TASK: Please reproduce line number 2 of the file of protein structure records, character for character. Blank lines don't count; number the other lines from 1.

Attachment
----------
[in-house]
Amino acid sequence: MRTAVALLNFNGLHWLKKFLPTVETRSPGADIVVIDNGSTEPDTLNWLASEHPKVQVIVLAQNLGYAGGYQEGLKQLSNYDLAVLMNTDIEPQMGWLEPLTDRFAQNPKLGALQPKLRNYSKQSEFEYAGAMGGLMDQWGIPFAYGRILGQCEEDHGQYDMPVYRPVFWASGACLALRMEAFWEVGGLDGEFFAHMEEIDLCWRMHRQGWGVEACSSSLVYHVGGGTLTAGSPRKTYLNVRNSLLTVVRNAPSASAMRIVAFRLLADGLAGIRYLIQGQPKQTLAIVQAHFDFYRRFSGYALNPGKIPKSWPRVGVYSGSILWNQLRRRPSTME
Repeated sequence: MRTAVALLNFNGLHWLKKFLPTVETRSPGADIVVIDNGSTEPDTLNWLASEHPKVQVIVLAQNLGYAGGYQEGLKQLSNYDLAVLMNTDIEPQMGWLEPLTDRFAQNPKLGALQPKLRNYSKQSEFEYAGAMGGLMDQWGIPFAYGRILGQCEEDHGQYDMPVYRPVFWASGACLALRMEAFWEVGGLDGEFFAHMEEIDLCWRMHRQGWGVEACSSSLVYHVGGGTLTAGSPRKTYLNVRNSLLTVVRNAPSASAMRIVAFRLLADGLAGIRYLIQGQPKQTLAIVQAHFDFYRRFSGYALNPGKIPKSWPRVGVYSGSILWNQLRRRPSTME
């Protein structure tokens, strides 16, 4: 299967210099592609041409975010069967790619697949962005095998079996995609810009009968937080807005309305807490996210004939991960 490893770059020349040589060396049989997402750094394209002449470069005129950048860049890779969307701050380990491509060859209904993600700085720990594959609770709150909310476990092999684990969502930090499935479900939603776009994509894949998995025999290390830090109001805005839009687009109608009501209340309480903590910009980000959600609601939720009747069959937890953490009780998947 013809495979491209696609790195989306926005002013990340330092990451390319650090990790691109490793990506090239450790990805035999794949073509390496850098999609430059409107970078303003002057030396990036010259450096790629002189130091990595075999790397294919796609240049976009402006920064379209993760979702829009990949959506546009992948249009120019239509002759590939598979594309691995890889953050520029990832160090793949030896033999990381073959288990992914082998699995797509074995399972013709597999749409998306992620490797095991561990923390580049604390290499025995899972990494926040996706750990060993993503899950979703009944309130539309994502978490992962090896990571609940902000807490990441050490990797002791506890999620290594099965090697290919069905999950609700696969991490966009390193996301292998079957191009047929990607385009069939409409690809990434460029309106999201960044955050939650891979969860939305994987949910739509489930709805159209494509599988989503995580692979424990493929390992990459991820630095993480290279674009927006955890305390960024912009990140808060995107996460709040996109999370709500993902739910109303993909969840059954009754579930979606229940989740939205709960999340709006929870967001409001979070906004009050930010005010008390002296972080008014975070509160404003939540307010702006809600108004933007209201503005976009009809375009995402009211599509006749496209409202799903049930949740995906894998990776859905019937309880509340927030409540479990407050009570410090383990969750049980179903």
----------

Amino acid sequence: MRTAVALLNFNGLHWLKKFLPTVETRSPGADIVVIDNGSTEPDTLNWLASEHPKVQVIVLAQNLGYAGGYQEGLKQLSNYDLAVLMNTDIEPQMGWLEPLTDRFAQNPKLGALQPKLRNYSKQSEFEYAGAMGGLMDQWGIPFAYGRILGQCEEDHGQYDMPVYRPVFWASGACLALRMEAFWEVGGLDGEFFAHMEEIDLCWRMHRQGWGVEACSSSLVYHVGGGTLTAGSPRKTYLNVRNSLLTVVRNAPSASAMRIVAFRLLADGLAGIRYLIQGQPKQTLAIVQAHFDFYRRFSGYALNPGKIPKSWPRVGVYSGSILWNQLRRRPSTME